Should Couples Share The Cost Of Birth Control? That All Depends On These Factors

Photographed by Rachel Cabitt.
For most of us, modern couplehood means splitting the bill for groceries and dinners out, taking turns paying for gifts for friends, and sharing the cost of vacations, though every couple has its own rules when it comes to determining what shared and individual expenses should look like. If we’re this smart about Venmoing each other the cost of a burrito, then clearly, we should all be on the same page about who pays for contraception.
But money and sex are both often considered taboo topics, so it makes sense that combining them can be uncomfortable for some. Frank discussions about who should pay for birth control and contraception can be hard because they’re often a reflection of our most core beliefs, or values that are important to us. But that doesn’t mean we should shy away from them. 
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Part of my job as the editor-in-chief of the online magazine Money Date by Zeta is speaking to couples about the tough conversations they’re having around their finances. At Zeta, the question of what falls under the umbrella of shared or personal expenses comes up again and again, so to get a better idea of how couples are paying for contraception, I spoke to over a dozen men and women and found that there’s not necessarily one way to do it right.

Perceptions of birth control as a shared vs. personal expense 

For committed couples who choose to combine their finances, birth control may be automatically seen as a shared expense. “Everything with me and my husband has been joint for a long time, even before we were married,” says Kelly, 42.
For others, health insurance coverage makes the decision about who pays for contraception much more straightforward. "After our daughter was born we did not want any more children. I did not want to mess with my hormones or have any invasive procedures and we decided that a vasectomy was the best option for us,” shares Michelle, who is in her 30s. “I think it was covered by my husband’s health insurance through his employer.”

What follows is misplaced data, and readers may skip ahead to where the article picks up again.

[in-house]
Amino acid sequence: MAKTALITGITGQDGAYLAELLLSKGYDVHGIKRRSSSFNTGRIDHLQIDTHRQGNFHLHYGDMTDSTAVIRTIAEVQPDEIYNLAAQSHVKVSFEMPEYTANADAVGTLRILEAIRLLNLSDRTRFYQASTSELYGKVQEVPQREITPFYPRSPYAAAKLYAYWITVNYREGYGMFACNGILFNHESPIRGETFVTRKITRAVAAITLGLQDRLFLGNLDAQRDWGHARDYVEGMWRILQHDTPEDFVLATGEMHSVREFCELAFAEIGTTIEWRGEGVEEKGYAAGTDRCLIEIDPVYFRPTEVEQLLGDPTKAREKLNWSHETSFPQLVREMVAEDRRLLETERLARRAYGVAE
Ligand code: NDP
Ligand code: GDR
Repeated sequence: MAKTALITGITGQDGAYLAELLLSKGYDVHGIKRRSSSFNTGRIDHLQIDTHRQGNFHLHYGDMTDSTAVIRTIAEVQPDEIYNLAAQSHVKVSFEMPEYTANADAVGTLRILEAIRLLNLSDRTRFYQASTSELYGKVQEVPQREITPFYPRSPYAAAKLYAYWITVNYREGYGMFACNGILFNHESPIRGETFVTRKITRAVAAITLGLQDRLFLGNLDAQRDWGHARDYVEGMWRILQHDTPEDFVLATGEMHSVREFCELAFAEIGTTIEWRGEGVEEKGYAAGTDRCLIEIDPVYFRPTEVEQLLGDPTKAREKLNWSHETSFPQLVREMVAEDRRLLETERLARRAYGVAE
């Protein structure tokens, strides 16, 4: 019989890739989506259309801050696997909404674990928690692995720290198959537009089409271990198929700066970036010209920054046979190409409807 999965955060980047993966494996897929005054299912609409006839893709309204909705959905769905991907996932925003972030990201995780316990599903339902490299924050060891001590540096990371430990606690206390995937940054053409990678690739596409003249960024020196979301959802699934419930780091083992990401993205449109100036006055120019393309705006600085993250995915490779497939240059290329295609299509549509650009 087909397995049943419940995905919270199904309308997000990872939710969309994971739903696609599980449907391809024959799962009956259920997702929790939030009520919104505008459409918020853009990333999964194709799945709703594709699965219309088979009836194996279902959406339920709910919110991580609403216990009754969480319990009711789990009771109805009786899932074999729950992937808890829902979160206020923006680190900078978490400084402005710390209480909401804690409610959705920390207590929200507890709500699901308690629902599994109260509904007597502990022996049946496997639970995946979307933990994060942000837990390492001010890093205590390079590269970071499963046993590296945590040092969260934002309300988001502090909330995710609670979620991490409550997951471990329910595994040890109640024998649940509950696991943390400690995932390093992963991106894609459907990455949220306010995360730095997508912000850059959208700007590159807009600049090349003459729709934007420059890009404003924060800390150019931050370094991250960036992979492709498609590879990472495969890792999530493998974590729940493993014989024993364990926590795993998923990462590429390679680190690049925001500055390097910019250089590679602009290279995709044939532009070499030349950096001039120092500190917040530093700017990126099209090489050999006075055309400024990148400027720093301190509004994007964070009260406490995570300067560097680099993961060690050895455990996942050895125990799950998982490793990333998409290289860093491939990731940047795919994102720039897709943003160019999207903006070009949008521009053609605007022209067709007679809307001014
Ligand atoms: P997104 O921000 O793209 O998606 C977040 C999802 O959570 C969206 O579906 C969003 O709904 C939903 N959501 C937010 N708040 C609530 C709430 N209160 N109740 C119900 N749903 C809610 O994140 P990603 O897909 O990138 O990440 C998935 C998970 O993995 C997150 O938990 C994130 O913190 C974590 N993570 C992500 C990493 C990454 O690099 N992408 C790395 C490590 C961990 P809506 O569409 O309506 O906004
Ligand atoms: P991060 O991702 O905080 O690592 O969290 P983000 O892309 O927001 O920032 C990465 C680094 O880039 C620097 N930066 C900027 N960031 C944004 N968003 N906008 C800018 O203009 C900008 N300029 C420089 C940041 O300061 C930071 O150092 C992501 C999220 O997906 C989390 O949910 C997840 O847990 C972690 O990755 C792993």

But not everyone is tied to the idea that in marriage, or in any partnership, money should be automatically combined into one joint account. Millennials especially are less likely to entirely merge their funds than previous generations, according to a 2018 study from Bank of America. Keeping some finances separate is also becoming more and more popular among couples who want to save for their goals together but also spend and save their own money as they please. 
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That said, it’s hard to compare the conversations we have over who pays the Netflix subscription with the complex issues that come up when discussing birth control. “We have trouble with things like disclosing sexual history or prior sexually transmitted diseases, even though these are crucial to safe sexual practices,” said Linda M. Nicoll, MD, Assistant Professor of Gynecology at NYU Langone Medical Center. “Bringing up birth control is just part of that Pandora's box that, once opened, makes us feel vulnerable.”

Talking about income equality and expectations 

Who pays for birth control can also come down to who makes more money, another issue that can muddy the waters when it comes to talking about sex and personal finance. Maddy, 44, says that her previous boyfriend earned a higher salary than she did, so she felt comfortable asking him to split the cost of her IUD. “It was sort of a no-brainer — at the time my insurance wasn't as good, so we were paying out-of-pocket for the actual device, $800,” she says. “For me to swallow that cost altogether would have been silly.”
That said, when they broke up, she felt “a little strange” about having shared the cost of the device, especially since she moved onto a serious relationship after that.